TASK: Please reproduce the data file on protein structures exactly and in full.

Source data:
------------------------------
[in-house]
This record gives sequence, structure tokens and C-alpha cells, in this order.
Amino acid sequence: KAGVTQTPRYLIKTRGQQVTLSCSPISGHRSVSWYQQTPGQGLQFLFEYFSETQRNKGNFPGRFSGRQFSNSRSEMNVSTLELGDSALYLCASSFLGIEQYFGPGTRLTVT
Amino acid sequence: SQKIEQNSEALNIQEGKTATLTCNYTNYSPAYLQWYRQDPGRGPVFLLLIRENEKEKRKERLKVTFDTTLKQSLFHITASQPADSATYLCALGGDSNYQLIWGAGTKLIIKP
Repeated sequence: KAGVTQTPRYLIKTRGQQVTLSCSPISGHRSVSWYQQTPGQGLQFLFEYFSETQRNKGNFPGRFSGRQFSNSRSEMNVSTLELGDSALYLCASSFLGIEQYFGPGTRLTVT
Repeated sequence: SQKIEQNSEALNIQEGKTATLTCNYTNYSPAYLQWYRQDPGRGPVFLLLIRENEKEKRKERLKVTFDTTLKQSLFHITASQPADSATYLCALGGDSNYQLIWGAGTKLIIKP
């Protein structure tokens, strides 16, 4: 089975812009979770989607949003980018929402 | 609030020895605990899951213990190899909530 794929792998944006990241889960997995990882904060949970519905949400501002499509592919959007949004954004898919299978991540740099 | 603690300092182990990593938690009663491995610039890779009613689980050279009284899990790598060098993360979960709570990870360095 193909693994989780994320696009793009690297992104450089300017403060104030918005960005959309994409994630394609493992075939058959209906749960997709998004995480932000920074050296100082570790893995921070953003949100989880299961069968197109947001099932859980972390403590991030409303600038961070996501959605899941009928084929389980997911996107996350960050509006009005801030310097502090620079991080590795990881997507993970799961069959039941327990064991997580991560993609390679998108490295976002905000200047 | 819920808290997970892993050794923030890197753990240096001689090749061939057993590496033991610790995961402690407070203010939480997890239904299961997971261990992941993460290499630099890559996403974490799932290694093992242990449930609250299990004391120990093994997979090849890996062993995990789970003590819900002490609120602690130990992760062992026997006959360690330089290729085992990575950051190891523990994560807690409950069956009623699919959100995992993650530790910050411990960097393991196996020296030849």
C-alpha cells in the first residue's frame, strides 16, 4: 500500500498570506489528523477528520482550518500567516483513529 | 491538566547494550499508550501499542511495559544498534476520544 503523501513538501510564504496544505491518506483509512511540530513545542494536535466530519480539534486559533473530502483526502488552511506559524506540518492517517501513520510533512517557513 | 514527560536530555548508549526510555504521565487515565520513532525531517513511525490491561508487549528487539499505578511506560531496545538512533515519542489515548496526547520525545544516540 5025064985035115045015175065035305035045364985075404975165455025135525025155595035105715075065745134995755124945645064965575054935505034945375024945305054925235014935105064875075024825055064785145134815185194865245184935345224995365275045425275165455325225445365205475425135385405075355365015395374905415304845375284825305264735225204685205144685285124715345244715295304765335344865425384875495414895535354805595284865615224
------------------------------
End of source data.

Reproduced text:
[in-house]
This record gives sequence, structure tokens and C-alpha cells, in this order.
Amino acid sequence: KAGVTQTPRYLIKTRGQQVTLSCSPISGHRSVSWYQQTPGQGLQFLFEYFSETQRNKGNFPGRFSGRQFSNSRSEMNVSTLELGDSALYLCASSFLGIEQYFGPGTRLTVT
Amino acid sequence: SQKIEQNSEALNIQEGKTATLTCNYTNYSPAYLQWYRQDPGRGPVFLLLIRENEKEKRKERLKVTFDTTLKQSLFHITASQPADSATYLCALGGDSNYQLIWGAGTKLIIKP
Repeated sequence: KAGVTQTPRYLIKTRGQQVTLSCSPISGHRSVSWYQQTPGQGLQFLFEYFSETQRNKGNFPGRFSGRQFSNSRSEMNVSTLELGDSALYLCASSFLGIEQYFGPGTRLTVT
Repeated sequence: SQKIEQNSEALNIQEGKTATLTCNYTNYSPAYLQWYRQDPGRGPVFLLLIRENEKEKRKERLKVTFDTTLKQSLFHITASQPADSATYLCALGGDSNYQLIWGAGTKLIIKP
């Protein structure tokens, strides 16, 4: 089975812009979770989607949003980018929402 | 609030020895605990899951213990190899909530 794929792998944006990241889960997995990882904060949970519905949400501002499509592919959007949004954004898919299978991540740099 | 603690300092182990990593938690009663491995610039890779009613689980050279009284899990790598060098993360979960709570990870360095 193909693994989780994320696009793009690297992104450089300017403060104030918005960005959309994409994630394609493992075939058959209906749960997709998004995480932000920074050296100082570790893995921070953003949100989880299961069968197109947001099932859980972390403590991030409303600038961070996501959605899941009928084929389980997911996107996350960050509006009005801030310097502090620079991080590795990881997507993970799961069959039941327990064991997580991560993609390679998108490295976002905000200047 | 819920808290997970892993050794923030890197753990240096001689090749061939057993590496033991610790995961402690407070203010939480997890239904299961997971261990992941993460290499630099890559996403974490799932290694093992242990449930609250299990004391120990093994997979090849890996062993995990789970003590819900002490609120602690130990992760062992026997006959360690330089290729085992990575950051190891523990994560807690409950069956009623699919959100995992993650530790910050411990960097393991196996020296030849």
C-alpha cells in the first residue's frame, strides 16, 4: 500500500498570506489528523477528520482550518500567516483513529 | 491538566547494550499508550501499542511495559544498534476520544 503523501513538501510564504496544505491518506483509512511540530513545542494536535466530519480539534486559533473530502483526502488552511506559524506540518492517517501513520510533512517557513 | 514527560536530555548508549526510555504521565487515565520513532525531517513511525490491561508487549528487539499505578511506560531496545538512533515519542489515548496526547520525545544516540 5025064985035115045015175065035305035045364985075404975165455025135525025155595035105715075065745134995755124945645064965575054935505034945375024945305054925235014935105064875075024825055064785145134815185194865245184935345224995365275045425275165455325225445365205475425135385405075355365015395374905415304845375284825305264735225204685205144685285124715345244715295304765335344865425384875495414895535354805595284865615224